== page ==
What’s Blooming in June in Ohio part 2
It has rained more in June than it has done anything else this year which has made photography more adventurous. I’m learning the beauty of raindrops on flowers magnified, such as these white blooms from the Yuccas below, because they’re usually there when I sneak in to take pictures in-between torrents. Even through the rain, there is much more in bloom in the latter half of June than there was in the first half when I posted part one. The precipitation has also increased the insect population, and the weeds, so they’re getting photographed too. The great news is that I haven’t had to water the babies that are in pots waiting for a dry spell for me to plant them and they’re still happy to be in those well-drained pots instead of the soggy ground.
My garden is mostly shade so it’s easier to take care of in a wet season because my perennials fight the tree roots everywhere. Only the tough and tenacious survive here because I am not the type of gardener who waters much at all – it’s the survival of the fittest, or you get replaced with some other plant I can’t resist! HA!
I don’t think I’ve ever waited until almost the end of June to plant my vegetable garden in the past, so this will be the year of experiments. I couldn’t help but smile when most of the tomatoes, peppers, squash and cucumbers were finally planted. I still have a few more veggies to plant but I’m just enjoying each moment I get to dig as they come. There’s just such a sense of well-being that occurs when you see those lovely plants in their places and the possibility of picking the fruit you’ve dreamed about starting to take shape. It’s soothing and hopeful and a blessing since the plants are so forgiving of what I’ve put them through while they’ve waited for their destination. Once I’m finished planting, I’ll share the results.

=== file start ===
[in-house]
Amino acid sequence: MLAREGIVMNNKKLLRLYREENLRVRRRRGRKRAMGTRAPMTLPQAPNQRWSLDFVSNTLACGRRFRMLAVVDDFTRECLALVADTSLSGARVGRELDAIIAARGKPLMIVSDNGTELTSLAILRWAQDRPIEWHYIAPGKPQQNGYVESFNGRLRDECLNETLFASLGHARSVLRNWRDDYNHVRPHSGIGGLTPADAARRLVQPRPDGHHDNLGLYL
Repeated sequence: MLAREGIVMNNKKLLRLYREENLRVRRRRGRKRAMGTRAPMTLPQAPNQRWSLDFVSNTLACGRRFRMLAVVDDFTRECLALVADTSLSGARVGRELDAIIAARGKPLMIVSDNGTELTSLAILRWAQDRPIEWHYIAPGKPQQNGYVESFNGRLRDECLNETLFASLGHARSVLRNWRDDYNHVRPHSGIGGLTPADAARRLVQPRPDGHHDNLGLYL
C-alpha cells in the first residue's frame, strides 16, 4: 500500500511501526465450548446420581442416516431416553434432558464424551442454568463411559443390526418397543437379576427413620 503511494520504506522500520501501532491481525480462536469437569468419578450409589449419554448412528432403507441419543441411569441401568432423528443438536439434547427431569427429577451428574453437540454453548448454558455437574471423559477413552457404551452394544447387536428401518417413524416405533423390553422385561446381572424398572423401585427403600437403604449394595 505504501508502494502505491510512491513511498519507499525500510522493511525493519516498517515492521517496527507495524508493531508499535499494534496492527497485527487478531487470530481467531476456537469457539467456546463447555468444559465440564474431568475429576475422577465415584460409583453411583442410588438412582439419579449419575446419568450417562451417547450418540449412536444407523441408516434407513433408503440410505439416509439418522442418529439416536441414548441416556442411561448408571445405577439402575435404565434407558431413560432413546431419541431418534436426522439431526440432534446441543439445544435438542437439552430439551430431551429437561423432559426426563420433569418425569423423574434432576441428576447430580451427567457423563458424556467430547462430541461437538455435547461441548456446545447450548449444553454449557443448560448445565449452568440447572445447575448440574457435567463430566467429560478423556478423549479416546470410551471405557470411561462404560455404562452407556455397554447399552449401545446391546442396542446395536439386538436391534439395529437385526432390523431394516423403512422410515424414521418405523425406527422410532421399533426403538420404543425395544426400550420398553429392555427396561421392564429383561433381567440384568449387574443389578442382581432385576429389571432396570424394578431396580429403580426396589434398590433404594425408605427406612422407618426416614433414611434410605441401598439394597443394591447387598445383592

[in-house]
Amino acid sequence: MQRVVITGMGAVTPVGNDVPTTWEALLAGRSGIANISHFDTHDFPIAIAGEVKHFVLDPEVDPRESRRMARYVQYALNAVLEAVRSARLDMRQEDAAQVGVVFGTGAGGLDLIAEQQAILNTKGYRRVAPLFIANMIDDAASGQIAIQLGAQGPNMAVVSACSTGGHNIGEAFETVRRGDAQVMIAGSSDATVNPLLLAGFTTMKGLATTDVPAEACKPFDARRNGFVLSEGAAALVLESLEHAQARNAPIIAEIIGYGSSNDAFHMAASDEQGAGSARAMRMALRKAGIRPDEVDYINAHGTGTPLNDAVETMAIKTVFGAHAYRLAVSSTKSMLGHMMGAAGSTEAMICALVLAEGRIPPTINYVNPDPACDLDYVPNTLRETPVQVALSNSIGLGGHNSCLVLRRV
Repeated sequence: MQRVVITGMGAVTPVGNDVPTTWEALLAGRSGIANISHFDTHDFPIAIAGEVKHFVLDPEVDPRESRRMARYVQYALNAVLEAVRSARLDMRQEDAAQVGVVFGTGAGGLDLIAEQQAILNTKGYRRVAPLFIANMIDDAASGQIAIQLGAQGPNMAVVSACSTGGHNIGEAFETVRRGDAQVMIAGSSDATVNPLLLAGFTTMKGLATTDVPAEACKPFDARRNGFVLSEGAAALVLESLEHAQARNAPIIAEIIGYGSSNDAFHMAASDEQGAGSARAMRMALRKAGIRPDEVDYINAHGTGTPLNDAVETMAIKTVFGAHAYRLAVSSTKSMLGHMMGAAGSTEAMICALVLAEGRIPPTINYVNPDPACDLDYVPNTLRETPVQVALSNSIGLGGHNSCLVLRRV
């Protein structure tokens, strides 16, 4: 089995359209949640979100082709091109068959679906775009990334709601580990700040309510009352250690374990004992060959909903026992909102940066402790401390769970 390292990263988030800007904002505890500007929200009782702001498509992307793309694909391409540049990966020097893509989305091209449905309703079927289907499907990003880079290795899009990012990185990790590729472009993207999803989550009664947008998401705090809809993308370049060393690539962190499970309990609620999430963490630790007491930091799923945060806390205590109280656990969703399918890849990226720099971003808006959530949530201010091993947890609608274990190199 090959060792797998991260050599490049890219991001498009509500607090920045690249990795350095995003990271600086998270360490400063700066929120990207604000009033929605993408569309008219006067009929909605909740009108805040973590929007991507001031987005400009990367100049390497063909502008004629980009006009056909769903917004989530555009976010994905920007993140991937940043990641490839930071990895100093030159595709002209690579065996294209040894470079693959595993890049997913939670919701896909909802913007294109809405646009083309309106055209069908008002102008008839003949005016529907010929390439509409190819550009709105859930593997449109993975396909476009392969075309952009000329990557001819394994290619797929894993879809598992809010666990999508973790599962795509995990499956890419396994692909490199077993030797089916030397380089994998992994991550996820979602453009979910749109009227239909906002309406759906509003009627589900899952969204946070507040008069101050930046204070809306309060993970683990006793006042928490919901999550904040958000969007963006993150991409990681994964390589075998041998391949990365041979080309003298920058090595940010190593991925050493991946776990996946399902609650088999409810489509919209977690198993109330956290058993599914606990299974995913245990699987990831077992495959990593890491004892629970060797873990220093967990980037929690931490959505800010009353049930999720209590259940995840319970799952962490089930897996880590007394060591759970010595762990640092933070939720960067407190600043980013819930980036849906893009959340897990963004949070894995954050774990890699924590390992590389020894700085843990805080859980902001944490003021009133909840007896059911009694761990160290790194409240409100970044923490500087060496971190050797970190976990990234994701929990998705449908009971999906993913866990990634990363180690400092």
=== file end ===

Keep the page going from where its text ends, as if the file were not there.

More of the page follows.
Everything is extra lush in the garden, including the weeds, but all this wet also makes them easy to pull up in big chunks, roots included, so the only problem is being able to move fast enough in-between raindrops to get it all done. The above photo is a larger view of the Yuccas in full bloom with the blue green foliage of Baptisia alba (white False Indigo) in the background. Rose of Sharon is popping up everywhere in-between – weeding is never completely done in a cottage garden.
I took a photography class a few weeks ago with the Summit County Master Gardeners at their Meet Me in the Garden program at the Nature Realm, which focused on insects in the garden, so these pictures are the results of playing with some of those techniques. I’ve always taken pictures of bees and butterflies, but now it seems more fun zooming in to see what I can’t see with the naked eye. The pollen on the bee’s legs above in the top feature photo of Coreopsis Mercury Rising is fascinating and something I didn’t think about before this. Expect more insect mania to come because I think I’m addicted, and obviously need more practice so I can show you the powder puff of pollen on bees in better focus. The best part? Knowing that the journey of discovery is ahead and I am ever hopeful of what I will find.